BoJ may be charging up the defibrillator

Posted on October 26th, 2015

BoJ’s Kuroda has changed policy only twice since becoming governor in March 2013, both were designed to deliver shock and awe, the second with entirely no warning, exactly this time one year ago.  The ECB argued last week that further policy easing is likely to be required to get its forecasts for inflation over the medium term back towards target; the same appears true in Japan.  As such, Kuroda may feel compelled to action to stay true to his firmly held objective of raising inflation expectations.


Compelled by the forecasts

After the surprise policy announcements last week by the ECB and China, the focus this week is on how the Fed and BoJ respond at their policy announcements on Wednesday and Friday respectively.  The Fed only release a short statement with no press conference, but the BoJ conducts its major semi-annual forecasting round with projections for its inflation target for the next two fiscal years.  As such, the risk is high that this forecasting process compels the BoJ to step up its easing measures, along the lines that the ECB suggested was likely at its next meeting in December.

Shock value

BoJ members have given no hints that a policy easing is imminent. But the BoJ is certainly not averse to surprising the market. Kuroda wrote the play-book on shocking the market, delivering two shock and awe policy moves in April 2013 and one year ago on 30 October 2014.  In particular the 2014 policy decision was almost totally unexpected. As such, we should not expect any warnings in the media or press with regards to the meeting on Friday.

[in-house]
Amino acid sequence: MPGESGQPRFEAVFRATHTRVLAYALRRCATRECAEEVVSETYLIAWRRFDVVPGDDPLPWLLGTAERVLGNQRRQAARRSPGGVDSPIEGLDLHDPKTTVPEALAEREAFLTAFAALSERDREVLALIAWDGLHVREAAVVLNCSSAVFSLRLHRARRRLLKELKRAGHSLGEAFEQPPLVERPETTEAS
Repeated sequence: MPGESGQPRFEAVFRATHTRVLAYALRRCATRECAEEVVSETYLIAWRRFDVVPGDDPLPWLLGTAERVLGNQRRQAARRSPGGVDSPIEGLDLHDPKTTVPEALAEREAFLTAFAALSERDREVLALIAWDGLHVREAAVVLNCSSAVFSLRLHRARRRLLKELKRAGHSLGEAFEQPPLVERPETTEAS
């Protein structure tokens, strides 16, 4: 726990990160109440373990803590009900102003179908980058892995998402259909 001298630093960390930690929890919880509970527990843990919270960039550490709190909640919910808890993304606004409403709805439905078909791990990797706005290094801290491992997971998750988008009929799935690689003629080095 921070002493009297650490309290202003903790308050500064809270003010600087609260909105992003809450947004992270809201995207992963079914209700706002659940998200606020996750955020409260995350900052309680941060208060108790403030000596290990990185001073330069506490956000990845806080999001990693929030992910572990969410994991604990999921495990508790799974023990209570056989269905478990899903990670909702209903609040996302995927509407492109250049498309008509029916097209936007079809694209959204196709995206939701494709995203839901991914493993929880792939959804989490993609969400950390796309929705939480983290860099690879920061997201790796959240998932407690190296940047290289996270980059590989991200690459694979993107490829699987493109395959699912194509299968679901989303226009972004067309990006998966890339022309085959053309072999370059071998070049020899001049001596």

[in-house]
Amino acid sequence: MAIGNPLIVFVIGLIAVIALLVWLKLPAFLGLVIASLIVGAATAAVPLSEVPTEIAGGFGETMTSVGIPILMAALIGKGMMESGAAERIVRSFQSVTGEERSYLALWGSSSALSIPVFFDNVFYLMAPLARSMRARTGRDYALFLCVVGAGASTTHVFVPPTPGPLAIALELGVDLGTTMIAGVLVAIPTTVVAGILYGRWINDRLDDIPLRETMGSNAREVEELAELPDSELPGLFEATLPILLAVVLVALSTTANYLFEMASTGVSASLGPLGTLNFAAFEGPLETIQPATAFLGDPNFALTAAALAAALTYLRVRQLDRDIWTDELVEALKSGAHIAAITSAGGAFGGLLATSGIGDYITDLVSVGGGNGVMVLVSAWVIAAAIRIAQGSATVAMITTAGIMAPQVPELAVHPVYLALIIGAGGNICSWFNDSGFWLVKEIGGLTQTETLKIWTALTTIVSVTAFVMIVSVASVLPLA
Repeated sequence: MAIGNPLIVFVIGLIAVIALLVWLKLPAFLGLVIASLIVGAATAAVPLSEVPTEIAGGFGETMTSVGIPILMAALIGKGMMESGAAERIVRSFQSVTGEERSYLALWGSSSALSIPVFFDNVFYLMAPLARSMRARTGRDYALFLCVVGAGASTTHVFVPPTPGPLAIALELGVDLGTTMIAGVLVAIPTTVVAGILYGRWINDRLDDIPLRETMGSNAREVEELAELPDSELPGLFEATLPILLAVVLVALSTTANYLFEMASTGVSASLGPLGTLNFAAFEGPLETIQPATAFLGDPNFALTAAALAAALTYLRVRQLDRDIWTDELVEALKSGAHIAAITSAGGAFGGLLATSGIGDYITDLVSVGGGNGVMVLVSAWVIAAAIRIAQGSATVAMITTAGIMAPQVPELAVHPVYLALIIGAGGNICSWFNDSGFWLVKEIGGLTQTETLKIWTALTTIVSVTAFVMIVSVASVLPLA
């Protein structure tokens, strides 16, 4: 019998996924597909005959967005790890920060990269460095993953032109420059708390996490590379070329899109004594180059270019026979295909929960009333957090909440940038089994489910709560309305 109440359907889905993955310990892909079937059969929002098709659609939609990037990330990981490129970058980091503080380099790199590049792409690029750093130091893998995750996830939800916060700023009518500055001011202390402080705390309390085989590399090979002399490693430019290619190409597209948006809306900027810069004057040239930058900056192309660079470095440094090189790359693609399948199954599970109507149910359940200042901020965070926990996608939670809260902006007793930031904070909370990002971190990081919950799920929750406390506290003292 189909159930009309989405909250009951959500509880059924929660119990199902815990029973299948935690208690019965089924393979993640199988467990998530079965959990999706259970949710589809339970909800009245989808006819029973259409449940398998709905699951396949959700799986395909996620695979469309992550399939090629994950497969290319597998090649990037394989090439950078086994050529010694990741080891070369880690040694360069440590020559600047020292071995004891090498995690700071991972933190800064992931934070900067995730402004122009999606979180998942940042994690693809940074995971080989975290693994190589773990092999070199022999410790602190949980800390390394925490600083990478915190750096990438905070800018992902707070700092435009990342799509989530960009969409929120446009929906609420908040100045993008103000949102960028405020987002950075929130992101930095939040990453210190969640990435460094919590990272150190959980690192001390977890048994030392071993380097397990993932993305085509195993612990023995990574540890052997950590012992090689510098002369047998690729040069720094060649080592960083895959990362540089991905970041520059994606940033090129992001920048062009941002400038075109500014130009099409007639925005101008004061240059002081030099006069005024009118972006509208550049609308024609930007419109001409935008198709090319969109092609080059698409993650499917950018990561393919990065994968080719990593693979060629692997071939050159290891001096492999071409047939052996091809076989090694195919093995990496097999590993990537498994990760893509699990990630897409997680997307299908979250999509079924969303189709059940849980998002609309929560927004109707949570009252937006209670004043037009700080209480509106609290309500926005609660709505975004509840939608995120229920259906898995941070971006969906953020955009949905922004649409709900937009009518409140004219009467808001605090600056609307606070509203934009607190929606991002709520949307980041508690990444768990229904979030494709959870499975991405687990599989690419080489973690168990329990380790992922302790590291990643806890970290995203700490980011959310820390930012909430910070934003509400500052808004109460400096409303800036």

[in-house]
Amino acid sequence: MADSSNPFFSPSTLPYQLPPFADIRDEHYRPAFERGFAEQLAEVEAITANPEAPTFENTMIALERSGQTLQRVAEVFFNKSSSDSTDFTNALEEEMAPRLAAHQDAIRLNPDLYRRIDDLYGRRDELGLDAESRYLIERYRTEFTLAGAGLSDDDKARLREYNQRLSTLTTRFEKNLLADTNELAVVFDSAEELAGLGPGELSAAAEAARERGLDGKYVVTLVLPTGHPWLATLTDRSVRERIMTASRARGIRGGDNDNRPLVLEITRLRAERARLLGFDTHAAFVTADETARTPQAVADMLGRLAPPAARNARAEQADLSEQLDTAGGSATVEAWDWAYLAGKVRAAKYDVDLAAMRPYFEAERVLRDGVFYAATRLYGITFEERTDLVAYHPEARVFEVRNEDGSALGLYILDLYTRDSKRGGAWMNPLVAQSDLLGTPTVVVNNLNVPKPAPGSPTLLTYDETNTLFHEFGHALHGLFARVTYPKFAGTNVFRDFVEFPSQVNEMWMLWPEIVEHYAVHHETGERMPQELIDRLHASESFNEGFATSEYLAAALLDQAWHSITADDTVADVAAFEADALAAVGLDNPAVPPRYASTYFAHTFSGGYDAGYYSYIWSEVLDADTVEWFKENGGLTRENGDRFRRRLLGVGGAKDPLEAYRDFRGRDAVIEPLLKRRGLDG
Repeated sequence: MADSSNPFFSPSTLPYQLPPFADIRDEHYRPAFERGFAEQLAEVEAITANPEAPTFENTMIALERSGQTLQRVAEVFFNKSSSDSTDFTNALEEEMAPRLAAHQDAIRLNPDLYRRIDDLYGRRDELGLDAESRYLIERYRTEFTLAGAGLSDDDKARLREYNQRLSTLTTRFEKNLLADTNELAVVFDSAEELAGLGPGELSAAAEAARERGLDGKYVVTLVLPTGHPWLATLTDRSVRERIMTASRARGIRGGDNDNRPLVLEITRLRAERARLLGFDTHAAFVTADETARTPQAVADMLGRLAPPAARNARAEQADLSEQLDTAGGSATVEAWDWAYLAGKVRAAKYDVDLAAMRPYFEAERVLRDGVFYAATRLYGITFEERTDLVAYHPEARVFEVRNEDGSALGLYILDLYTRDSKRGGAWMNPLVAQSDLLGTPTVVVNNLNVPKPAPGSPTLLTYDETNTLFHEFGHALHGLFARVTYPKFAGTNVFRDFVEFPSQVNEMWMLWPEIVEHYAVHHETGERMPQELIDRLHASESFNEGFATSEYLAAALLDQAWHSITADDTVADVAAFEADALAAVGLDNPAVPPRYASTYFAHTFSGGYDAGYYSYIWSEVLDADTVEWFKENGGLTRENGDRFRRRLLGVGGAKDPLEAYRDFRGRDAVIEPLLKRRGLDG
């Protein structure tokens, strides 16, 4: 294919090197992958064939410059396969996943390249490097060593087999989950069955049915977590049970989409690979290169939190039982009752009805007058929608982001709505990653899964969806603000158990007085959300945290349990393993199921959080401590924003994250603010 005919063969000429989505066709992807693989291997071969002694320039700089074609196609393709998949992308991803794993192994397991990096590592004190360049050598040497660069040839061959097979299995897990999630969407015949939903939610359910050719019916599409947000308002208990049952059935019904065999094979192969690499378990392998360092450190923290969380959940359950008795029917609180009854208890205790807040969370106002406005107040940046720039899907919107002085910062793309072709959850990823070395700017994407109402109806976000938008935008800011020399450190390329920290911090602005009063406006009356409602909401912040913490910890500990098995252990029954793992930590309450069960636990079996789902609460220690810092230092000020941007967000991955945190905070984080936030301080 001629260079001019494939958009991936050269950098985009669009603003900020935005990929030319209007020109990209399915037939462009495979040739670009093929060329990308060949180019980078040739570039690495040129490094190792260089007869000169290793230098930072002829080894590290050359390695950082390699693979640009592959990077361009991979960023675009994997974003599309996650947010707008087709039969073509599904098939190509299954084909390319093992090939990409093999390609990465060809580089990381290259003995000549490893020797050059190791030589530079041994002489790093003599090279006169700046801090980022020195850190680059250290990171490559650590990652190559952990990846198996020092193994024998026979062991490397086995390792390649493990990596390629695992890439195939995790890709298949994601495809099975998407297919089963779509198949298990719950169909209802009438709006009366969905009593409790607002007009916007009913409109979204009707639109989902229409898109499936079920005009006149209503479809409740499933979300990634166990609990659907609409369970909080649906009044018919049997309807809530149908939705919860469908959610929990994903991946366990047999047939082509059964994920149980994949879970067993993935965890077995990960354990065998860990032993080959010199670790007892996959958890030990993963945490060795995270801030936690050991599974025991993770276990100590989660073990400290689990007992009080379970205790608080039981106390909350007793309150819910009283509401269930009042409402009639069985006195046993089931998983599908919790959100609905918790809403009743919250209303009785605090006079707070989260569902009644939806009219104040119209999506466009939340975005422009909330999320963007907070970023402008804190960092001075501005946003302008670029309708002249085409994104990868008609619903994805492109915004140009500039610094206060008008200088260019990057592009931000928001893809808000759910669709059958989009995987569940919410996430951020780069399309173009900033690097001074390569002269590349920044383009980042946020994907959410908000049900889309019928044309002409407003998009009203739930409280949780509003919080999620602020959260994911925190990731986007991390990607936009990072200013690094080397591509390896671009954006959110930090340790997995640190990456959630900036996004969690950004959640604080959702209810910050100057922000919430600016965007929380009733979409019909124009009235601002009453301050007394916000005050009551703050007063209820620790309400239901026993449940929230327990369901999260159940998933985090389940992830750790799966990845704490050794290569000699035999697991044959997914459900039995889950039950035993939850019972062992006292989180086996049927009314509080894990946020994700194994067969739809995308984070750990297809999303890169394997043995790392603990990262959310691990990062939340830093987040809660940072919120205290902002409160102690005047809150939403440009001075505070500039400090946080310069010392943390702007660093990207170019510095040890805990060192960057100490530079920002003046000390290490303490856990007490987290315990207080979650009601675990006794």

The ECB’s Draghi appears to have adopted a similar style of shocking the market from time-to-time. Arguably this is designed to get more bang out of policy easing measures akin to giving the patient a hit with a defibrillator.

Don’t be fooled by upbeat comments

Part of the messaging adopted by Kuroda is designed to lift inflation expectations.  In the past he has said he faces a different task than his US and European counterparts. He notes that they have inflation expectations anchored at higher levels close to their 2% targets.  However, he has the task of deliberately raising inflation expectations in the community.  This has always been the point of his inflation targeting mantra “to achieve a price stability target of 2 percent at the earliest possible time, with a time horizon of about two years.”

At various times the market has speculated that he may soften this line, and accept a slower path back to inflation. However, Kuroda will be reluctant to appear to give-up for fear of pandering to the defeatist undertone in the community that low inflation, even deflation, is the natural state in Japan.